The Committee of General Security dissolved with the end of the National Convention in late 1795.[5]

Prominent members

See also


  1. ^ Archived 2007-09-27 at the Wayback Machine.
  2. ^ Neely, Sylvia (2008), A concise history of the French Revolution, Rowman & Littlefield, pp. 178–179, ISBN 0-7425-3411-1 
  3. ^ Palmer, R. R.; Colton, J. G. (1965), A History of the Modern World (3rd ed.), Knopf, pp. 359–360, ISBN 1-4091-0338-2 
  4. ^
  5. ^ a b c d e Hanson, Paul (2004). Historical Dictionary of the French Revolution. Oxford: the Scarecrow Press. pp. 73–74. 
  6. ^ a b c Andress, David (2005). The Terror: the Merciless War for Freedom in Revolutionary France. New York: Farrar, Straus, and Giroux. p. 385.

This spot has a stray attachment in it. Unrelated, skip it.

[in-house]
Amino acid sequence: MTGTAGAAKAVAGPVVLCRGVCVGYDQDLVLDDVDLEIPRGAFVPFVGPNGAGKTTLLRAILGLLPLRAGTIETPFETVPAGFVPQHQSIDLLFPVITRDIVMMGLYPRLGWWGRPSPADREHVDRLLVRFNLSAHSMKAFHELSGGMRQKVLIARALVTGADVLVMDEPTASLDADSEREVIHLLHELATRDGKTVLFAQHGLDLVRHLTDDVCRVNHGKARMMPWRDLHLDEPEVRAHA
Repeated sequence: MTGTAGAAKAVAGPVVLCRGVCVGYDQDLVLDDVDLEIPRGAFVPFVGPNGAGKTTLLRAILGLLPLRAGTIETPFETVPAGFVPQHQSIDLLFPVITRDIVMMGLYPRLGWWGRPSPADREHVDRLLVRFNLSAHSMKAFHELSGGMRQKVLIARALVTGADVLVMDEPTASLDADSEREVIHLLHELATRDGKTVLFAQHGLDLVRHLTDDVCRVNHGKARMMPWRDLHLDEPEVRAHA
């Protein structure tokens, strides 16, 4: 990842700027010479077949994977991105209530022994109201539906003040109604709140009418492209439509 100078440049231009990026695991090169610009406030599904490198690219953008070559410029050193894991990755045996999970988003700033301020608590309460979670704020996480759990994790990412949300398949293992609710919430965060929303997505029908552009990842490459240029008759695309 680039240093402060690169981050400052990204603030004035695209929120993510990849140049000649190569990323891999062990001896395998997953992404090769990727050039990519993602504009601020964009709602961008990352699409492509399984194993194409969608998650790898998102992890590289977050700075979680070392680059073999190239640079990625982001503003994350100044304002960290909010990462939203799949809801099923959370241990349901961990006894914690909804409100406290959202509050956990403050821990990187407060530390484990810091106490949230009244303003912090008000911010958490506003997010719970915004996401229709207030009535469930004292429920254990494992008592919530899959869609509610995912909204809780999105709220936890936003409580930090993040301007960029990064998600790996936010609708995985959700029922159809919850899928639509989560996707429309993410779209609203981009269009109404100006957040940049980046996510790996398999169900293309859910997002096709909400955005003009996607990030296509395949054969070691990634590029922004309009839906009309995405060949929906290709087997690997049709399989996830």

7. ^ a b c Walker, Emma (1961). "André Amar and His Role in the Committee of General Security". The Historian. 23: 467–469. doi:10.1111/j.1540-6563.1961.tb01702.x. JSTOR 24437800. 
  8. ^ a b c Dowd, David (1952). "Jacques-Louis David, Artist Member of the Committee of General Security". The American Historical Review. 57: 873–883. doi:10.2307/1844239. JSTOR 1844239. 
  9. ^ Garrett, Clarke (1974). "Popular Piety in the French Revolution: Catherine Théot". The Catholic Historical Review. 60: 215. JSTOR 25019540. 
This page was last edited on 17 May 2018, at 01:15